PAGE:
Forums News and Information Industry News S&W, A Low Complexity System

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  • #560513
    RPGMP3 Newsbot
    • Posts : 1658
    • Owlbear

    Conversion thoughts from the Shadow Frog!

    Swords & Wizardry is designed to be a low-complexity system for the player. The Referee has the option to increase the complexity beyond the standard for their home game but there is no official core expansion and it is most unlikely there ever will be. There is only a single core book: S&W Complete Rulebook. Hence, the word “complete”. The monster books are supplements for the Referee only. Adventures that include new spells are at the Referee’s discretion. There are no supplements for player use only other than some adventure player’s guides. 

    This is the primary reason there will not be a Book of Lost Spells for S&W. It is true there are various spell lists referencing classes not present; however, there is multiple of spells introduced in 1e that could have been included. S&W is not the system for this type of expansion. As an open system, it allows the Referee with the players to decide the complexity of their game without the burden of too many choices that could be potentially game-breaking.

    There are a multitude of other systems that support a greater portion of the 40-year history of D&D; S&W is a 0e retroclone that officially supports the first 3 years.  Ideally, for those who want something more, S&W adventures form a skeletal foundation upon which to build.  For example, if I wish a modern version of 1e with medium complexity, it would be easy to use Castles & Crusades with a S&W version of Rappan Athuk. The strength of S&W is in its flexibility and synergy with other systems.

    This is also a good time to bring up why adventures like The Slumbering Tsar Saga have not been converted into S&W. S&W is too limiting without creating a gigantic appendix of monsters, spells, and magic items that are standard in 3e/Pf. Converting original content is one thing but the conversion of large chucks of another system is a violation of my “remove or replace” philosophy. Such conversions should be left to the user. Eventually, 5e will be a better fit for conversion of this behemoth

    As is, S&W is perfect for a level range of 3rd-12th level for dungeon and wilderness adventures with slow advancement. It becomes frayed on the end points of 1st-20th level progression.  The greater the system integration and level, the more difficult the conversion.  The S&W system can be written to effectively; the ideal example would be Matt Finch’s Cyclopean Deeps. His monsters, magic items, and spells (I should say spell here, in Volume 1, he has exactly 1 new spell) not present in standard S&W are used to advance and enhance the story of the adventure. They are never placed randomly and without purpose. (i.e only appearance is in a random wandering monster table). They are not included just because they are some cool elements from another system but because they were specifically chosen as appropriate. Sadly, Matt is one of the few (last?) left that writes specifically to S&W. 

    In particular, I am looking forward to conversion of Quests of Doom from 5e. As a medium-complexity system along with not having the more exotic additions from Pathfinder (i.e Advanced, Ultimate, etc) I expect it to far easier at least for now.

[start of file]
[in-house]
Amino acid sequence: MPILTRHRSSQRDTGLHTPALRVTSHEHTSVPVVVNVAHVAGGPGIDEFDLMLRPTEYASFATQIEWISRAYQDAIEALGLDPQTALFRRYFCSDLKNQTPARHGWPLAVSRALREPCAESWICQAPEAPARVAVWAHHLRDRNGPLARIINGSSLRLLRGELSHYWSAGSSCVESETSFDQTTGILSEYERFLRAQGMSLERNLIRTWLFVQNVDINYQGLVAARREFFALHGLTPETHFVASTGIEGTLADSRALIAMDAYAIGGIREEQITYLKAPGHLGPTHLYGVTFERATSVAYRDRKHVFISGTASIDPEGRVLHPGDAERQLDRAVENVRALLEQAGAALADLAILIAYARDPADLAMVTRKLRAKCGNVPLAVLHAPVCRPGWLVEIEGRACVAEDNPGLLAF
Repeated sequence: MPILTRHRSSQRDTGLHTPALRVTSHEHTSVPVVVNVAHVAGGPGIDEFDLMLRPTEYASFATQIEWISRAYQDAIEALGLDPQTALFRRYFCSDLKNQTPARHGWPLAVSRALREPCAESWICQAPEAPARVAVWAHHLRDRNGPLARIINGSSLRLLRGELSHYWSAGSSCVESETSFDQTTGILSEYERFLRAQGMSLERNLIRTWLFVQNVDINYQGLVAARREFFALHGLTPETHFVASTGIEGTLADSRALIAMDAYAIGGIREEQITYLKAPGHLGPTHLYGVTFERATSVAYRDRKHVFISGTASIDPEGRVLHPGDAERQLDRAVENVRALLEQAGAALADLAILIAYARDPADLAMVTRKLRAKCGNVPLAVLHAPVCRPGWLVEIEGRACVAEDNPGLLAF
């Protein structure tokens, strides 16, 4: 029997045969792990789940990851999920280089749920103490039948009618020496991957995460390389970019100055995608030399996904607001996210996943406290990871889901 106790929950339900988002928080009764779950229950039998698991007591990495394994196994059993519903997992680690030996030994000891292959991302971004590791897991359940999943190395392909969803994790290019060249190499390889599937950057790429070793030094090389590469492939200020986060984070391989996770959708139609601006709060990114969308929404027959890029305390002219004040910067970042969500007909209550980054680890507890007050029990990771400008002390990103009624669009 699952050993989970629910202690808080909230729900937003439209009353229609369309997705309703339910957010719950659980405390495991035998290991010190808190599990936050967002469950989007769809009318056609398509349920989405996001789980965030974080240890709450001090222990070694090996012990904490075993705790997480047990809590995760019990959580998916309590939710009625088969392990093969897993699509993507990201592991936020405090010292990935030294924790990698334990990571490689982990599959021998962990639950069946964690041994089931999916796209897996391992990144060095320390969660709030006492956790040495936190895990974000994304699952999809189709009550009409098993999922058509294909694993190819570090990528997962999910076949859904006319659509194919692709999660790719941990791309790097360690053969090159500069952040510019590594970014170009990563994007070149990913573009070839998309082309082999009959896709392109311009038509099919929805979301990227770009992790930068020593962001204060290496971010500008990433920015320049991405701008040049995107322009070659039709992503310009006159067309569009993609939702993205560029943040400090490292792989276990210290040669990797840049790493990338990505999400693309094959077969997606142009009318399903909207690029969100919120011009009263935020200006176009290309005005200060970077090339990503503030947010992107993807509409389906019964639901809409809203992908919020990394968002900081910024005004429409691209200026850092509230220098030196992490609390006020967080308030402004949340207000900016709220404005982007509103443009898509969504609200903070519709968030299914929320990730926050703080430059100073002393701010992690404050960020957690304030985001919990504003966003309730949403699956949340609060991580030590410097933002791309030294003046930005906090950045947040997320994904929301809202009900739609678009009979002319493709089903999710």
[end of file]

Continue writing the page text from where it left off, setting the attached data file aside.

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    #646947
    Pencil-Monkey
    • Posts : 5728
    • Mind Flayer

    For example, if I wish a modern version of 1e with medium complexity, it would be easy to use Castles & Crusades with a S&W version of Rappan Athuk.

    […]

    As is, S&W is perfect for a level range of 3rd-12th level for dungeon and wilderness adventures with slow advancement. It becomes frayed on the end points of 1st-20th level progression.

    What do you think, @[member=Daniel]? Getting any ideas? 😉

    Sadly, Matt is one of the few (last?) left that writes specifically to S&W.

    Ooh, that sounds like a challenge! 🙂

    #646948
    Daniel
    • Posts : 2850
    • Succubus

    That does sound like a challenge, funnily enough.

     

    As for your question, I’d definitely agree with that statement.  Funnily enough that holds true for almost all editions of D&D (full disclosure: I have limited experience of 4th-5th).  I do think it is the issue with any kind of leveled content, the early-mid to mid-game is where a lot of the content is going to get produced and therefore it becomes easier to handle those levels – there is more data to draw from.  D&D also has an issue where high levels result in increased complexity, especially when it comes to magic-users whose mid-late game powers are insane.  This comes as a result of the spell lists being a splattering of stuff that sounded good at the time vaguely arranged into a tiered (and later sub-tiered) system.

     

    D&D (and by extension S&W; which I love btw) are fantastic in the level ranges dictated above; anything above and you are just wrestling with increasing levels of player-DM frustration.

     

    That doesn’t mean it cannot be done: any square peg can be forced into a round hole with a big enough hammer, doesn’t mean it is ideal though.

    #646949
    Pencil-Monkey
    • Posts : 5728
    • Mind Flayer

    That doesn’t mean it cannot be done: any square peg can be forced into a round hole with a big enough hammer, doesn’t mean it is ideal though.

    Or in this case, fitting a square orc into a round 10 square feet chamber. 😉

    Of course, since it’s the high level campaigning that causes problems, it might be more appropriate to speak of hammering a square Orcus into a round 10′ chamber. (Even though I’ve always thought that Orcus seemed much too hip to be square.) 😉

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